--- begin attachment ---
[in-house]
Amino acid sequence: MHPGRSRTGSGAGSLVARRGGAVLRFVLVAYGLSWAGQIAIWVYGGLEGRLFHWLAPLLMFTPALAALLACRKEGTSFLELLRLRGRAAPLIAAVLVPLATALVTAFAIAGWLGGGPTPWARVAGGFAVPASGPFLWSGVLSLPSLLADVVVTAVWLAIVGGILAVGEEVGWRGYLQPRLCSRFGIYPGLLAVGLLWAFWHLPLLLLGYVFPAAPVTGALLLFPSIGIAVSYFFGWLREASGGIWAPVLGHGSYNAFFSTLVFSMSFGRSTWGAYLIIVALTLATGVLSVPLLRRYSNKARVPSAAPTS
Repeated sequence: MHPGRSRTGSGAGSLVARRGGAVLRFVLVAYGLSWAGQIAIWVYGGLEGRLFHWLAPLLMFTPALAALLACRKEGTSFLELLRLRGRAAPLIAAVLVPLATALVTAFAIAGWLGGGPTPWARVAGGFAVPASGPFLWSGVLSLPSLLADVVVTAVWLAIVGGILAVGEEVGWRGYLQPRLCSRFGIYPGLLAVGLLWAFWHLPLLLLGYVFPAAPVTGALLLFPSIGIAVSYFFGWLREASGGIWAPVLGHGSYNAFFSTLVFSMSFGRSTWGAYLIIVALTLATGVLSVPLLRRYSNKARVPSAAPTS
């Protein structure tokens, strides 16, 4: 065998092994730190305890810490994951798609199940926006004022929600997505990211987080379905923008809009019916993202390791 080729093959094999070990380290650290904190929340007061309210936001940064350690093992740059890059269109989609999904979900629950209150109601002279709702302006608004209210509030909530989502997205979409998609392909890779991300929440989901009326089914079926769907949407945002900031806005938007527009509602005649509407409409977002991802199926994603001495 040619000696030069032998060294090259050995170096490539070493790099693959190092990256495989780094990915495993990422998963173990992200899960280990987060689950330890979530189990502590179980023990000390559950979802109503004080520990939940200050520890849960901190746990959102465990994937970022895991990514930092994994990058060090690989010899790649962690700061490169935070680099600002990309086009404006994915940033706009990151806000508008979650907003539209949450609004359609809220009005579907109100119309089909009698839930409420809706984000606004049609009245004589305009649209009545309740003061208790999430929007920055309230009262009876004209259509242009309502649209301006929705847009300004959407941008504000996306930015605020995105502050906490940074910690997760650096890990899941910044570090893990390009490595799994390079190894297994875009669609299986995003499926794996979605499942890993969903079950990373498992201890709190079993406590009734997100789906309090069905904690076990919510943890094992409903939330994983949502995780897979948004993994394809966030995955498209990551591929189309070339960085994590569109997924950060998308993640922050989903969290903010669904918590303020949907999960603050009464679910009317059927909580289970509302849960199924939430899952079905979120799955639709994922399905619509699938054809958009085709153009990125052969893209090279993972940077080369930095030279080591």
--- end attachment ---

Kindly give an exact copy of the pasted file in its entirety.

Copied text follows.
[in-house]
Amino acid sequence: MHPGRSRTGSGAGSLVARRGGAVLRFVLVAYGLSWAGQIAIWVYGGLEGRLFHWLAPLLMFTPALAALLACRKEGTSFLELLRLRGRAAPLIAAVLVPLATALVTAFAIAGWLGGGPTPWARVAGGFAVPASGPFLWSGVLSLPSLLADVVVTAVWLAIVGGILAVGEEVGWRGYLQPRLCSRFGIYPGLLAVGLLWAFWHLPLLLLGYVFPAAPVTGALLLFPSIGIAVSYFFGWLREASGGIWAPVLGHGSYNAFFSTLVFSMSFGRSTWGAYLIIVALTLATGVLSVPLLRRYSNKARVPSAAPTS
Repeated sequence: MHPGRSRTGSGAGSLVARRGGAVLRFVLVAYGLSWAGQIAIWVYGGLEGRLFHWLAPLLMFTPALAALLACRKEGTSFLELLRLRGRAAPLIAAVLVPLATALVTAFAIAGWLGGGPTPWARVAGGFAVPASGPFLWSGVLSLPSLLADVVVTAVWLAIVGGILAVGEEVGWRGYLQPRLCSRFGIYPGLLAVGLLWAFWHLPLLLLGYVFPAAPVTGALLLFPSIGIAVSYFFGWLREASGGIWAPVLGHGSYNAFFSTLVFSMSFGRSTWGAYLIIVALTLATGVLSVPLLRRYSNKARVPSAAPTS
């Protein structure tokens, strides 16, 4: 065998092994730190305890810490994951798609199940926006004022929600997505990211987080379905923008809009019916993202390791 080729093959094999070990380290650290904190929340007061309210936001940064350690093992740059890059269109989609999904979900629950209150109601002279709702302006608004209210509030909530989502997205979409998609392909890779991300929440989901009326089914079926769907949407945002900031806005938007527009509602005649509407409409977002991802199926994603001495 040619000696030069032998060294090259050995170096490539070493790099693959190092990256495989780094990915495993990422998963173990992200899960280990987060689950330890979530189990502590179980023990000390559950979802109503004080520990939940200050520890849960901190746990959102465990994937970022895991990514930092994994990058060090690989010899790649962690700061490169935070680099600002990309086009404006994915940033706009990151806000508008979650907003539209949450609004359609809220009005579907109100119309089909009698839930409420809706984000606004049609009245004589305009649209009545309740003061208790999430929007920055309230009262009876004209259509242009309502649209301006929705847009300004959407941008504000996306930015605020995105502050906490940074910690997760650096890990899941910044570090893990390009490595799994390079190894297994875009669609299986995003499926794996979605499942890993969903079950990373498992201890709190079993406590009734997100789906309090069905904690076990919510943890094992409903939330994983949502995780897979948004993994394809966030995955498209990551591929189309070339960085994590569109997924950060998308993640922050989903969290903010669904918590303020949907999960603050009464679910009317059927909580289970509302849960199924939430899952079905979120799955639709994922399905619509699938054809958009085709153009990125052969893209090279993972940077080369930095030279080591």